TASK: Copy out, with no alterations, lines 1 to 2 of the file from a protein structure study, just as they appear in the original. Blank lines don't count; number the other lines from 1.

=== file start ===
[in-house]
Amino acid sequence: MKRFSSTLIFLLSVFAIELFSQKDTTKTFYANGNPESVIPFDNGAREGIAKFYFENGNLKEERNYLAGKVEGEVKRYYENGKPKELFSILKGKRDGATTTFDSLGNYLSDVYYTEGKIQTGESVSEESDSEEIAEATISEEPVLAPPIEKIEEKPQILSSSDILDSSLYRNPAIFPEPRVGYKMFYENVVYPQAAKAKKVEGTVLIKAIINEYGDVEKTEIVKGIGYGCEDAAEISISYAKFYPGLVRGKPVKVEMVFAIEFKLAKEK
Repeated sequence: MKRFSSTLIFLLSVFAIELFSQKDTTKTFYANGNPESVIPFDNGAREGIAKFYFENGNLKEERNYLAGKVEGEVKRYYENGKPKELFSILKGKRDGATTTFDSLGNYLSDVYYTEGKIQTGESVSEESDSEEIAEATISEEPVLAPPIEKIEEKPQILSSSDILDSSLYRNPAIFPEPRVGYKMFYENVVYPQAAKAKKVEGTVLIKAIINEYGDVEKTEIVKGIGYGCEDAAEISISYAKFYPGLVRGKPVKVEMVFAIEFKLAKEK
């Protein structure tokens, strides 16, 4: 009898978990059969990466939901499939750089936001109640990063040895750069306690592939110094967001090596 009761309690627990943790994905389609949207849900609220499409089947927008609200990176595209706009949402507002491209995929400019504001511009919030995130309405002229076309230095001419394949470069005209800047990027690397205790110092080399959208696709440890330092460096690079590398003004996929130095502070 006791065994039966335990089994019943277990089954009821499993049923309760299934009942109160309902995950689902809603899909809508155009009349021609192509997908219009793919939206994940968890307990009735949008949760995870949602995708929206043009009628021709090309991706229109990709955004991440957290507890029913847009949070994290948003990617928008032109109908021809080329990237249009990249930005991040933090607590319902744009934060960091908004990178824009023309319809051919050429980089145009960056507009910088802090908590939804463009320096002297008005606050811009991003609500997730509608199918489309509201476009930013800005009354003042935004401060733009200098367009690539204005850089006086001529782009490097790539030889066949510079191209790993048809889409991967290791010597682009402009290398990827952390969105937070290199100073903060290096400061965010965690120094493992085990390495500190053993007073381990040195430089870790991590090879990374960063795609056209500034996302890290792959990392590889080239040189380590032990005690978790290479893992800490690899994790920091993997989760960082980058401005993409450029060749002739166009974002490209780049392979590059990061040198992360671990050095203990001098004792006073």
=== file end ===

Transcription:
[in-house]
Amino acid sequence: MKRFSSTLIFLLSVFAIELFSQKDTTKTFYANGNPESVIPFDNGAREGIAKFYFENGNLKEERNYLAGKVEGEVKRYYENGKPKELFSILKGKRDGATTTFDSLGNYLSDVYYTEGKIQTGESVSEESDSEEIAEATISEEPVLAPPIEKIEEKPQILSSSDILDSSLYRNPAIFPEPRVGYKMFYENVVYPQAAKAKKVEGTVLIKAIINEYGDVEKTEIVKGIGYGCEDAAEISISYAKFYPGLVRGKPVKVEMVFAIEFKLAKEK